Google Fiber Jumping Sharks
At least Google showed a sense of humor as well as a science lesson regarding a shark attack on its fiber optic cable. And, of course, it was just a coincidence that a video of a shark chomping on Google's cable surfaced during Discovery Channel's Shark Week and on the heels of the highly hyped "Sharknado 2" movie debut on SyFy channel. (The made-for-TV movie has a one-night stand in movie theaters on Thursday, August 21.
Google described the Pacific shark attack during an update last week about its $300 million undersea fiber optical cable system called FASTER, which is being built to deliver high-speed broadband signals to Asia. Google has also invested in two other submarine cable systems to connect with Japan and southeast Asia.
Google had some fun with the shark-on-cable action. It Tweeted a message that, "We *did* see that coming.... Next step, protecting the Internet from sharknados. #SharkWeek." It said nothing about the video, which suggested that the shark didn't like the taste of Google.
As part of a technical update, Google officials described wrapping the underwater fiber optic cables in bullet-proof Kevlar fabric to stave off shark bites. There are conflicting analyses about why sharks are drawn to the FO cables. Some experts believe that the electrical current in the lines attracts the sharks, which have volt sensors in their mouths. The digital signals may make the sharks think cables are food. Others say, the curious sharks nose around any item they encounter.
Reports about the shark-munching incident generated several thoughts. First: who knew that Google was so deeply invested in undersea cables, which were once the province of big telecommunications carriers such as AT&T and the international arms of the telecom monopolies? Next: How will Google's experience in fending off attacks on its submarine lines translate into defensive measures as it strings fiber around American cities?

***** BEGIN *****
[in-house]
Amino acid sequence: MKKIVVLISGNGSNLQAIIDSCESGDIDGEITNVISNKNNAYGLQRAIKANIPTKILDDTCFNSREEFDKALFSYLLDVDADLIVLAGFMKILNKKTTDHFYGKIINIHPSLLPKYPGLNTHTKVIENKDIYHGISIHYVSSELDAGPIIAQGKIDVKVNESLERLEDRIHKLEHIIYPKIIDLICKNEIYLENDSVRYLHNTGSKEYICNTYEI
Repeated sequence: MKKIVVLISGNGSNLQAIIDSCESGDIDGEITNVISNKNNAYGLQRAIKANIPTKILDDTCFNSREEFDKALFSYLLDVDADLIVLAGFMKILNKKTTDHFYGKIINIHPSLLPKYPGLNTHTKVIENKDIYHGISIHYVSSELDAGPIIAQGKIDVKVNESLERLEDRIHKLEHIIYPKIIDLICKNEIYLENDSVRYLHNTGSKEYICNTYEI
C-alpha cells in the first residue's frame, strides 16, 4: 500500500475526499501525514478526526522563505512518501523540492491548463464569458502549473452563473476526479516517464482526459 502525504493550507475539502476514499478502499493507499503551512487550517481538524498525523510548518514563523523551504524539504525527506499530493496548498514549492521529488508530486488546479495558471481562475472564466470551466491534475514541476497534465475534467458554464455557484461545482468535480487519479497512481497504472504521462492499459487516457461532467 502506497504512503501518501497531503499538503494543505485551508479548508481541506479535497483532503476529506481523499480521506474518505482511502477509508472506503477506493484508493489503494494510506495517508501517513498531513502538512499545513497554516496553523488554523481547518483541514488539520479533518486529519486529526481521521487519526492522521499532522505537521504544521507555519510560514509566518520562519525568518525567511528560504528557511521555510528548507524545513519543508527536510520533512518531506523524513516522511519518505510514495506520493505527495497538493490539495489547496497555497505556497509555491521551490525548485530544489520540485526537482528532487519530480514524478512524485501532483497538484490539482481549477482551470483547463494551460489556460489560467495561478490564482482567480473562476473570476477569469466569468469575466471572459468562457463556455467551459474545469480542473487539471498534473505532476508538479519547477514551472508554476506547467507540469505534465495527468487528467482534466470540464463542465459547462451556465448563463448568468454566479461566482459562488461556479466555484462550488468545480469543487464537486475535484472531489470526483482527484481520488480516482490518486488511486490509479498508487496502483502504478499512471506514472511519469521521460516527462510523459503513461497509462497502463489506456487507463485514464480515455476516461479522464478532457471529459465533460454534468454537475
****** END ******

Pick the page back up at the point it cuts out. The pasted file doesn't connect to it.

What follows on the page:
And most important: how will cable and telco competitors call in sharknados to take a bite out of Google's domestic fiber.
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Contributor Gary Arlen is known for his insights into the convergence of media, telecom, content and technology. Gary was founder/editor/publisher of Interactivity Report, TeleServices Report and other influential newsletters; he was the longtime “curmudgeon” columnist for Multichannel News as well as a regular contributor to AdMap, Washington Technology and Telecommunications Reports. He writes regularly about trends and media/marketing for the Consumer Technology Association's i3 magazine plus several blogs. Gary has taught media-focused courses on the adjunct faculties at George Mason University and American University and has guest-lectured at MIT, Harvard, UCLA, University of Southern California and Northwestern University and at countless media, marketing and technology industry events. As President of Arlen Communications LLC, he has provided analyses about the development of applications and services for entertainment, marketing and e-commerce.
By Jens Koerner